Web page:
Well, this about clenches it. I’m getting ready to shrug off any notions of writing commercial fiction and just write books for me, even if they end up in the metaphorical closet under the metaphorical bowling shoes.
Yeah, I know, I’ve said that before. But I think I’m getting serious about it, because I feel like some of the things about writing and publication that meant something even five years ago are being cheapened by the minute. While we seem to be in a Golden Age for some things (acoustic guitars, for example), our literary culture acts as if it’s slouching towards Gomorrah when it comes to artistic integrity.
You know, that whole notion that you write something original and stand by it and that you don’t have to resort to false pretense to sell it.
I’m not talking about recent lawsuits involving Harry Potter or The DaVinci Code. Whether there’s actually a case in any of those suits I don’t know, and I don’t really care. Those are Gravy Train lawsuits. If either one of those books had sold as well as, say, Ferman’s Devils, there wouldn’t be a story. There wouldn’t even be a lawsuit.
No, this is about all the stuff I’ve been hearing about of late that up until now I’ve been silent on. The teenaged prodigy who “must have internalized” large portions of the novels that influenced her to start writing. The guy who appeared on Oprah and passed off the novel he cribbed from two other books as his personal memoirs. Or another memoir writer, formerly a specialist in gay erotica, who manufactured a Native American persona to sell his cribbed novels – and now, caught with his hand in the cookie jar, is shopping around his memoir about his memoirs (shades of journalistic fraud Jayson Blair, who played the race card while telling all in his memoir, Burning Down My Masters’ House… which brings up a question – how do you fact check the memoir of a plagiarist or fraud?).
Right now there may be one person jumping up and down as he reads this, screaming at me and saying the pot is calling the kettle black. See, I had a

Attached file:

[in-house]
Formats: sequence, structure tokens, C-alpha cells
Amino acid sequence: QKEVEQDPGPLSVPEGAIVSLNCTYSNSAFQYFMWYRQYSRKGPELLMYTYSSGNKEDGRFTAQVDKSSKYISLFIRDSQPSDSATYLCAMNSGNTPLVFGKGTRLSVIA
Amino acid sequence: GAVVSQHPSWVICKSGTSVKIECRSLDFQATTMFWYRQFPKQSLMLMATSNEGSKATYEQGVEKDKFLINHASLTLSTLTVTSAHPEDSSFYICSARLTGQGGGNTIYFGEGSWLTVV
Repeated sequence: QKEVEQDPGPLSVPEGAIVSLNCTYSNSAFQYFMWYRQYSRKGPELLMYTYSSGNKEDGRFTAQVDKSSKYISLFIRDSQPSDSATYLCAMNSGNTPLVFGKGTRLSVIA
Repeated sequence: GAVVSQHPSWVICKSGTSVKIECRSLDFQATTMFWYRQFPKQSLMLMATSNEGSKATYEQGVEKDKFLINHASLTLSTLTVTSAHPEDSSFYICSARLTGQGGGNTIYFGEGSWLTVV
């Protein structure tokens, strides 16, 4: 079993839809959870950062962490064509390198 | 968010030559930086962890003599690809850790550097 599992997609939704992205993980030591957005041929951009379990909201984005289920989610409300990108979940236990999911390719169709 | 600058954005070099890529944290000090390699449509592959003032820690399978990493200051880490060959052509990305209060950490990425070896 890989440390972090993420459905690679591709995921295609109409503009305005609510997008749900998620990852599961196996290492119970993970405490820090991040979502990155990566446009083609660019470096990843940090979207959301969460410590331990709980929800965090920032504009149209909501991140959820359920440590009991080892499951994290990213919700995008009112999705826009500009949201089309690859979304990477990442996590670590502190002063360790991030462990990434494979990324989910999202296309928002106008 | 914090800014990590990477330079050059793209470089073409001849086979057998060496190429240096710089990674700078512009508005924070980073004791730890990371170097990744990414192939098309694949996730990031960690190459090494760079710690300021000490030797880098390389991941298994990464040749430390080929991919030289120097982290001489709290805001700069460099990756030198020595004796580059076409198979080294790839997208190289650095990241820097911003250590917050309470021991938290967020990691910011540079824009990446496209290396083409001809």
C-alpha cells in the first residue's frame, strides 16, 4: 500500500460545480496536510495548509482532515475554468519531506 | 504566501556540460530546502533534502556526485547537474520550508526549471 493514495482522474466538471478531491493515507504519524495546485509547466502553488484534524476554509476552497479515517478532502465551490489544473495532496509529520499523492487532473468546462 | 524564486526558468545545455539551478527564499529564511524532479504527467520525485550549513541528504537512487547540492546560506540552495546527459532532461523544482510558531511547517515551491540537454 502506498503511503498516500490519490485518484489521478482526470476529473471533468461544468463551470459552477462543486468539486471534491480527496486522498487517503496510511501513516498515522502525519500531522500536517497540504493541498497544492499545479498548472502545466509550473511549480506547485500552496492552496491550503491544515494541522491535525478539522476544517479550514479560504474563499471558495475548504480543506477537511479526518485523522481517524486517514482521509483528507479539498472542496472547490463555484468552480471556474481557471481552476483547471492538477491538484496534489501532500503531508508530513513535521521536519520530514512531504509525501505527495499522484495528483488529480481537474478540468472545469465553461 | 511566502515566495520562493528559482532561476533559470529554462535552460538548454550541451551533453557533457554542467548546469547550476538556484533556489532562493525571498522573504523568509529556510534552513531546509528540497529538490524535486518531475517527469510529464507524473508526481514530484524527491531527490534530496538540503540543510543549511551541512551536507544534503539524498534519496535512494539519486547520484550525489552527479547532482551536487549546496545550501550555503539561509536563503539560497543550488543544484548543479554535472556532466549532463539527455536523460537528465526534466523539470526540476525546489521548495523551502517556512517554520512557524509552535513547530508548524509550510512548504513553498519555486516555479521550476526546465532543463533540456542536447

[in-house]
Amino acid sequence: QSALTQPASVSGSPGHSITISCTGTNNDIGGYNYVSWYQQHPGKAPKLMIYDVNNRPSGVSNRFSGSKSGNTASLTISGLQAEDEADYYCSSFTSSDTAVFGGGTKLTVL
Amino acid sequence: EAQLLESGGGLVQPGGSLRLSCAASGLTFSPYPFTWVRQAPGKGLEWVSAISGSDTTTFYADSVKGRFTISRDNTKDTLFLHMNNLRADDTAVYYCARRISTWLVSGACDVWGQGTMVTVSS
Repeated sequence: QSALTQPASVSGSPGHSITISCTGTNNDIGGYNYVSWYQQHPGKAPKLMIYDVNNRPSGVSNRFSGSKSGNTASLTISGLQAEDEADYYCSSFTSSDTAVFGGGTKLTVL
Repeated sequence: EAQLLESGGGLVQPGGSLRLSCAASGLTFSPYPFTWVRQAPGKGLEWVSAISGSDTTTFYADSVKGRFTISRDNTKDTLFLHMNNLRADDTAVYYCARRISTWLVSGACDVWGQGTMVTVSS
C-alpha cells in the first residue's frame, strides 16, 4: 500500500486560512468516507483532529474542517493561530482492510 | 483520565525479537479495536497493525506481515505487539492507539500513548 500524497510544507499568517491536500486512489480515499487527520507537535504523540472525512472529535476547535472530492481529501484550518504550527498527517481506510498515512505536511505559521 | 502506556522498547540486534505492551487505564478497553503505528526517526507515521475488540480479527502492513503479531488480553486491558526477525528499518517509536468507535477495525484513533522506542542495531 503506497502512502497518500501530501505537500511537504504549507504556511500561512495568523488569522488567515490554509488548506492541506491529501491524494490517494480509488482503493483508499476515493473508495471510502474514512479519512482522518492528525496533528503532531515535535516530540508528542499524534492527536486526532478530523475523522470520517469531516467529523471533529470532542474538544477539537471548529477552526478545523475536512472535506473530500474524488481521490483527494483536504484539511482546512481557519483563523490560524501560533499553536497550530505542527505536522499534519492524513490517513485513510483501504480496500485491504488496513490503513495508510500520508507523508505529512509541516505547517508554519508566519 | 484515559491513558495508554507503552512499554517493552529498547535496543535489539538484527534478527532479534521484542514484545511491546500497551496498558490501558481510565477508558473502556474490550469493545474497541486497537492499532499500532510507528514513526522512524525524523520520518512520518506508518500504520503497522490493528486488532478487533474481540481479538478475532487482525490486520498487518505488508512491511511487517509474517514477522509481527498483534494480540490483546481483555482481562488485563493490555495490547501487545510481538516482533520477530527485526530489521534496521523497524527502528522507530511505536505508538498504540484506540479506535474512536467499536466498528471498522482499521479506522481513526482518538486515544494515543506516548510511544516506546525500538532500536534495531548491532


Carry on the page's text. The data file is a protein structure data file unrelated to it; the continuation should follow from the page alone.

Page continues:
friend acquaintance in high school who was always accusing me of plagiarism.
We once read a story with a scene where policemen ran around talking in numbers to each other, obviously inspired by TV shows like Dragnet and Adam 12, where the crimes and the radio traffic were all numerically encrypted. I liked the idea so much that I cribbed it. I wrote a bit in a different context, where people talked in confusing strings of initials. For those three of you that read it, this evolved into the business with all of the initials in Old Loves Die Hard.
friend acquaintance couldn’t think of enough bad things to call me. I was a plagiarist, pure and simple, and I was going to burn for it. He made a career of denouncing pretty much everything I wrote during that period, and I came to realize that it was because he was jealous. There was actually something – one thing – that I was better at than he was. And he couldn’t stand it.
What he didn’t understand then – and what I couldn’t convey to him because, while I’d internalized the rules of how ideas worked, I hadn’t had experience enough with them to explain it properly – was that there was a difference between outright plagiarism and what Lawrence Block calls creative plagiarism.*
The former is wholesale copying of themes, concepts, ideas, and yes, even text, and incorporating it into one’s work and presenting it as original.
The latter is the process of seeing how someone else worked with their material, bringing their own ideas to the party, playing with it, letting it evolve, and then writing it new out of whole cloth.
The latter is a time-honored tradition among writers. It’s called formula. And if it didn’t exist, novels would have ceased after number 37 – because that’s the number of plots there are in the world. Imagine, a world where there was only one Harry Potter novel, one James Bond movie. Did you realize that Alien and Aliens have virtually identical plot lines – what a difference a screenwriter and director make. And John Irving used this to write his first few novels, arranging the same elements in different orders and sequences until he hit the lottery with The World According to Garp, and then did it one more time in The Hotel New Hampshire for good measure.
Block’s example of this is the occasion on which he was reading an Agatha Christie-like mystery, and at the end of the book it turned out that the butler had done it. He was sure the Vicar was the culprit. He had all of this mental evidence against him as he read the book. Then he started thinking, well if only this event had gone this way, and that event had gone that way instead… and pretty soon he had worked out a scenario for a new mystery novel that bore no resemblance to Agatha Christie.
But don’t tell my
friend acquaintance that.
Now there is a less-honorable path that creative plagiarism takes – this is why you see Harry Potter ripoffs all over the place now (Boy wizards make money!), and why there was a horror boom in the 1980’s (Stephen King makes money!), and why we have new sub-genres like techno thrillers and legal thrillers (Tom Clancy and John Grisham make money!). And you know what? God bless America for that.